Bear with me here... I did a lot of research when Gally started going through his fear phase and came up with a lot of answers, some that were very helpful and some that weren't so much. We tried a lot of different things so if I forget something I'll add it in later.
Here is what we did that gave us good results:
1. Get her to the vet and have her thyroid levels checked. Unbalanced thyroid levels can increase fear and anxiety. A general health checkup is good too just in case.
2. It sounds like she is predicting going out and becoming stressed and anxious before you even go out the door.
Try to make going out to potty not a big deal and as stress free as possible. Put the leash on at various times of the day and walk around your house with your dog. Treat her when she's being calm. Then take the leash off and go back to what you were doing before. Put your shoes on and walk around like you're getting ready to go out, put the leash on, treat her, then take it off. Take your shoes off. After she is reacting calmly to these exercises then get the leash, put it on, treat her and then walk out your apartment door (to the common hallway) and walk around with her in the hall, treat her, come back inside and take the leash off. If you live above the ground floor, practice going up an down the elevator, into the lobby, treating and coming back upstairs.
If she gets becomes fearful and stressed at anytime then stop the exercise and try again later with more treats.
3. Don't take her for a walk if she is afraid. Just take her out for a quick potty and try to make it as positive as you can. Use treats or a game with a toy to make it fun.
1. It's really important that you figure out what your dog is specifically afraid of so that you can avoid that stimulus temporarily while you counter condition.
2. The first step is so important because you need to make sure your not putting your dog in a situation where they are going to go over their fear threshold (common fear behaviors include shaking, panting, running away etc.). Every time a dog has another negative experience with their fear stimulus there is a good chance the fear will increase, this is why fears can build up slowly over time from a nervousness around an object or noise to become a phobia. Obviously this is hard when you need to take the dog to go out to go pee but if she wants to go back in afterwards let her, don't force her to go for a walk if she doesn't want to.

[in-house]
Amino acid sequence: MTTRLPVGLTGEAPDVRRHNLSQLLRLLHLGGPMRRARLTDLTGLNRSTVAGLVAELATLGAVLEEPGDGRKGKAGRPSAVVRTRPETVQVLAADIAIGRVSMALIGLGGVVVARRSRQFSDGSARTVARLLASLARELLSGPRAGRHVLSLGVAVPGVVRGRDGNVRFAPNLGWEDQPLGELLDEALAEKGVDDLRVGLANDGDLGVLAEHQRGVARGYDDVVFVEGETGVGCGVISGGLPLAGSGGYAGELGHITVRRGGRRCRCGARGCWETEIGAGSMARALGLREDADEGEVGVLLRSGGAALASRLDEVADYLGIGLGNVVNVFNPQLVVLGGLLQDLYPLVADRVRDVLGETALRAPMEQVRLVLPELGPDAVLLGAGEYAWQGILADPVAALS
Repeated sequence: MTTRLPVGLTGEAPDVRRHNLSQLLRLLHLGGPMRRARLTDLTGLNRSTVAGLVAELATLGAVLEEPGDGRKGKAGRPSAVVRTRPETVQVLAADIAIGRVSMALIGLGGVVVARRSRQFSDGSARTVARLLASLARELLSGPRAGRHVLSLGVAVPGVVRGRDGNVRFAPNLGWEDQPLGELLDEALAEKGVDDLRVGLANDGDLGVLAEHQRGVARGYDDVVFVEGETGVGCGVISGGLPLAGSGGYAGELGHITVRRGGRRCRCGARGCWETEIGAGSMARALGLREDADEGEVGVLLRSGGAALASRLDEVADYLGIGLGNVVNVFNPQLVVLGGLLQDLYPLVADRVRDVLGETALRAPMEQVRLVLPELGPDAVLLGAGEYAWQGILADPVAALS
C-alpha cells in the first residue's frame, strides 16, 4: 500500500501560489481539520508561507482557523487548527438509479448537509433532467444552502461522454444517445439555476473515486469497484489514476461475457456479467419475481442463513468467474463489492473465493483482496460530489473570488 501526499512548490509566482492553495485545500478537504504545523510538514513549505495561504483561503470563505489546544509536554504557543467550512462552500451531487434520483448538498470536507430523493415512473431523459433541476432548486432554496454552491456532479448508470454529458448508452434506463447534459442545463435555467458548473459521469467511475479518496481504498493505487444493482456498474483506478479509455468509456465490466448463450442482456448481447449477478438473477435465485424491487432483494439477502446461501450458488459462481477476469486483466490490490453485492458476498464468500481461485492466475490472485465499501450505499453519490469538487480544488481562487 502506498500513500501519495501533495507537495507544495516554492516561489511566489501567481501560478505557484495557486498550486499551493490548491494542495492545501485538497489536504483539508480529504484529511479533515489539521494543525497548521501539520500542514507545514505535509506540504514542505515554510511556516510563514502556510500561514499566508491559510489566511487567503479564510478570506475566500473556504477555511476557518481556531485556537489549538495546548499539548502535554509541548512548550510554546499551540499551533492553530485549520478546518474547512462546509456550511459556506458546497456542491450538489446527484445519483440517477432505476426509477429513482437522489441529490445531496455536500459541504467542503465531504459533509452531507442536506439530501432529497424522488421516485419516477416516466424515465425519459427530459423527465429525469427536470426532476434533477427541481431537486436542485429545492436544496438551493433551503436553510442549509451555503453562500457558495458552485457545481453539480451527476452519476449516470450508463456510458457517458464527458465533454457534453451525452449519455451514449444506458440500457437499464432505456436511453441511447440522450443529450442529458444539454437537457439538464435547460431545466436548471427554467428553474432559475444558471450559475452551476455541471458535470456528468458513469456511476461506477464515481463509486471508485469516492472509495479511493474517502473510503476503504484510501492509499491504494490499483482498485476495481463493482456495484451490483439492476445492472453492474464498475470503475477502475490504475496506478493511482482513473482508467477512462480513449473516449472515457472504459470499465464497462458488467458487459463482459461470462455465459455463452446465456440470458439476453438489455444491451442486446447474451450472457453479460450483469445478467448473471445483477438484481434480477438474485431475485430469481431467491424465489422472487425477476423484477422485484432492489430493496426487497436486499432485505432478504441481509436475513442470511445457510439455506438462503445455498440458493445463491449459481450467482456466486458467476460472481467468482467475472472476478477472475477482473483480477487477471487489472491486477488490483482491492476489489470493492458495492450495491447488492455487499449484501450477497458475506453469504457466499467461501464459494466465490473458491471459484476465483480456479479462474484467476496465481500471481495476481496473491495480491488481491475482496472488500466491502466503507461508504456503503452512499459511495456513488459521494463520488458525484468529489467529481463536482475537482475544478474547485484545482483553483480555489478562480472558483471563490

3. Next is the prestep to counter conditioning, it teaches the dog how to relax so that they are relaxed before you start counter conditioning.
Protocol for relaxation: http://dogscouts.org/Protocol_for_relaxation.htmlThis
really helped Gally learn to relax and helped build his confidence. Gally's response to fear is to run away and I think these exercises helped reduce this instinct and taught him that unusual noises and activities around him were nothing to be alarmed about and actually lead to positive things happening to him.
4. After your dog has mastered the basic protocol laid out in that link you can start to cater it to their specific fears. There are CDs you can buy that play noises that dogs are typically afraid of at increasing degrees of intensity that you can use to start desensitizing and counter conditioning in a controlled environment. These are the CD's we used: http://throughadogsear.com/canine-noise-phobia-series/
I'm sure you could also find noise clips online that would work as well. The important thing is to go slow and not put your dog over their fear threshold. You may need to start with the sounds playing on a machine in another room, on the lowest volume possible for your dog to stay below threshold while they play. Remember to continue the treat rewards from the relaxation protocol, the treats will counter condition the dog to their fear by creating a positive association that will eventually override the fear association.